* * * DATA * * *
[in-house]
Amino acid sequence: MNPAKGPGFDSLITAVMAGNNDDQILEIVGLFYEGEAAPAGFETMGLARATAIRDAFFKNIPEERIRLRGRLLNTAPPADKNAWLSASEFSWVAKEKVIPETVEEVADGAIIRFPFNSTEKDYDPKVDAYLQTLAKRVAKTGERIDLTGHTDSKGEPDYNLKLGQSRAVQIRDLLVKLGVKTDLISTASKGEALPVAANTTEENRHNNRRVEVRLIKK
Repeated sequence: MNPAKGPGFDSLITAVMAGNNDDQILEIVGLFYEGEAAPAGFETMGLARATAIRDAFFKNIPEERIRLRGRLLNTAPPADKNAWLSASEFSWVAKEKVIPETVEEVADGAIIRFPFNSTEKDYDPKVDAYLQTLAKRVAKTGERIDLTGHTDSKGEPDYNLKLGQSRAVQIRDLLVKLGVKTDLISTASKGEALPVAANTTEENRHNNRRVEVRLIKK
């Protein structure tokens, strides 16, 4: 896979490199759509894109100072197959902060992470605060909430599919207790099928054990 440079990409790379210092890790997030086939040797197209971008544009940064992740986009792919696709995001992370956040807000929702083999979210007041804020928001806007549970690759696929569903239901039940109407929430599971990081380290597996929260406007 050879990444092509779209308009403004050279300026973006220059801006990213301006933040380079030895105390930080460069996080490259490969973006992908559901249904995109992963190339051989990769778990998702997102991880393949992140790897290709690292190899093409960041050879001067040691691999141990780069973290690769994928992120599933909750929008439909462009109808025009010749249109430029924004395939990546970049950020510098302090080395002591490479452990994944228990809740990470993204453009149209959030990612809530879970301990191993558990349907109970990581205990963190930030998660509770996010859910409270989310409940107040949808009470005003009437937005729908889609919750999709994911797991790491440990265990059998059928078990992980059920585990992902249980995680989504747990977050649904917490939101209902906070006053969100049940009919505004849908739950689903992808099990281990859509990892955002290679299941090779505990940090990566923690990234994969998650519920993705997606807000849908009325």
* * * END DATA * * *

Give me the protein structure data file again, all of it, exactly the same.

[in-house]
Amino acid sequence: MNPAKGPGFDSLITAVMAGNNDDQILEIVGLFYEGEAAPAGFETMGLARATAIRDAFFKNIPEERIRLRGRLLNTAPPADKNAWLSASEFSWVAKEKVIPETVEEVADGAIIRFPFNSTEKDYDPKVDAYLQTLAKRVAKTGERIDLTGHTDSKGEPDYNLKLGQSRAVQIRDLLVKLGVKTDLISTASKGEALPVAANTTEENRHNNRRVEVRLIKK
Repeated sequence: MNPAKGPGFDSLITAVMAGNNDDQILEIVGLFYEGEAAPAGFETMGLARATAIRDAFFKNIPEERIRLRGRLLNTAPPADKNAWLSASEFSWVAKEKVIPETVEEVADGAIIRFPFNSTEKDYDPKVDAYLQTLAKRVAKTGERIDLTGHTDSKGEPDYNLKLGQSRAVQIRDLLVKLGVKTDLISTASKGEALPVAANTTEENRHNNRRVEVRLIKK
């Protein structure tokens, strides 16, 4: 896979490199759509894109100072197959902060992470605060909430599919207790099928054990 440079990409790379210092890790997030086939040797197209971008544009940064992740986009792919696709995001992370956040807000929702083999979210007041804020928001806007549970690759696929569903239901039940109407929430599971990081380290597996929260406007 050879990444092509779209308009403004050279300026973006220059801006990213301006933040380079030895105390930080460069996080490259490969973006992908559901249904995109992963190339051989990769778990998702997102991880393949992140790897290709690292190899093409960041050879001067040691691999141990780069973290690769994928992120599933909750929008439909462009109808025009010749249109430029924004395939990546970049950020510098302090080395002591490479452990994944228990809740990470993204453009149209959030990612809530879970301990191993558990349907109970990581205990963190930030998660509770996010859910409270989310409940107040949808009470005003009437937005729908889609919750999709994911797991790491440990265990059998059928078990992980059920585990992902249980995680989504747990977050649904917490939101209902906070006053969100049940009919505004849908739950689903992808099990281990859509990892955002290679299941090779505990940090990566923690990234994969998650519920993705997606807000849908009325």